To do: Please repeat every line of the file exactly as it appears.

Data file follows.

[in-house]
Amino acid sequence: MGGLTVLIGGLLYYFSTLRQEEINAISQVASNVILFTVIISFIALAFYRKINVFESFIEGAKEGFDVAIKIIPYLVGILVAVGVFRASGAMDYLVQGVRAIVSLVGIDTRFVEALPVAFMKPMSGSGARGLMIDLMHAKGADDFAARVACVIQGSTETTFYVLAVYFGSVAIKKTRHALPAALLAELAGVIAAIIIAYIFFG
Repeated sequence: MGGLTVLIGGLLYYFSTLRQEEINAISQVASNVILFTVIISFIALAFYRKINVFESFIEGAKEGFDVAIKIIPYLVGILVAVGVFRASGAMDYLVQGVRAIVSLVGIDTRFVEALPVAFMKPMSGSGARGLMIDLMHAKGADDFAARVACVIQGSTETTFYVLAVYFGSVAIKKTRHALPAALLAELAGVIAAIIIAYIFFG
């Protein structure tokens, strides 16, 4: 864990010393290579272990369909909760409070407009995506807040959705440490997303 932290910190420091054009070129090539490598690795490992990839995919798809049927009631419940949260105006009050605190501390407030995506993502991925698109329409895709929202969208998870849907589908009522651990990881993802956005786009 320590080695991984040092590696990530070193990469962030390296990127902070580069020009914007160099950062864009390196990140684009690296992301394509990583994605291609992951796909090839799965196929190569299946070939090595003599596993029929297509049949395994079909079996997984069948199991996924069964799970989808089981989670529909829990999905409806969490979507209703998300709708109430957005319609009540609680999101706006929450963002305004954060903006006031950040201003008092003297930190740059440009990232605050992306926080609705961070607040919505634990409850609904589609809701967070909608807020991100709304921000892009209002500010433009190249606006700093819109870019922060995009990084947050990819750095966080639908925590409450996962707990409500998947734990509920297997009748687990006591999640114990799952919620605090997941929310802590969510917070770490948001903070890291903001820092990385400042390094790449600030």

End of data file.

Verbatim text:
[in-house]
Amino acid sequence: MGGLTVLIGGLLYYFSTLRQEEINAISQVASNVILFTVIISFIALAFYRKINVFESFIEGAKEGFDVAIKIIPYLVGILVAVGVFRASGAMDYLVQGVRAIVSLVGIDTRFVEALPVAFMKPMSGSGARGLMIDLMHAKGADDFAARVACVIQGSTETTFYVLAVYFGSVAIKKTRHALPAALLAELAGVIAAIIIAYIFFG
Repeated sequence: MGGLTVLIGGLLYYFSTLRQEEINAISQVASNVILFTVIISFIALAFYRKINVFESFIEGAKEGFDVAIKIIPYLVGILVAVGVFRASGAMDYLVQGVRAIVSLVGIDTRFVEALPVAFMKPMSGSGARGLMIDLMHAKGADDFAARVACVIQGSTETTFYVLAVYFGSVAIKKTRHALPAALLAELAGVIAAIIIAYIFFG
């Protein structure tokens, strides 16, 4: 864990010393290579272990369909909760409070407009995506807040959705440490997303 932290910190420091054009070129090539490598690795490992990839995919798809049927009631419940949260105006009050605190501390407030995506993502991925698109329409895709929202969208998870849907589908009522651990990881993802956005786009 320590080695991984040092590696990530070193990469962030390296990127902070580069020009914007160099950062864009390196990140684009690296992301394509990583994605291609992951796909090839799965196929190569299946070939090595003599596993029929297509049949395994079909079996997984069948199991996924069964799970989808089981989670529909829990999905409806969490979507209703998300709708109430957005319609009540609680999101706006929450963002305004954060903006006031950040201003008092003297930190740059440009990232605050992306926080609705961070607040919505634990409850609904589609809701967070909608807020991100709304921000892009209002500010433009190249606006700093819109870019922060995009990084947050990819750095966080639908925590409450996962707990409500998947734990509920297997009748687990006591999640114990799952919620605090997941929310802590969510917070770490948001903070890291903001820092990385400042390094790449600030």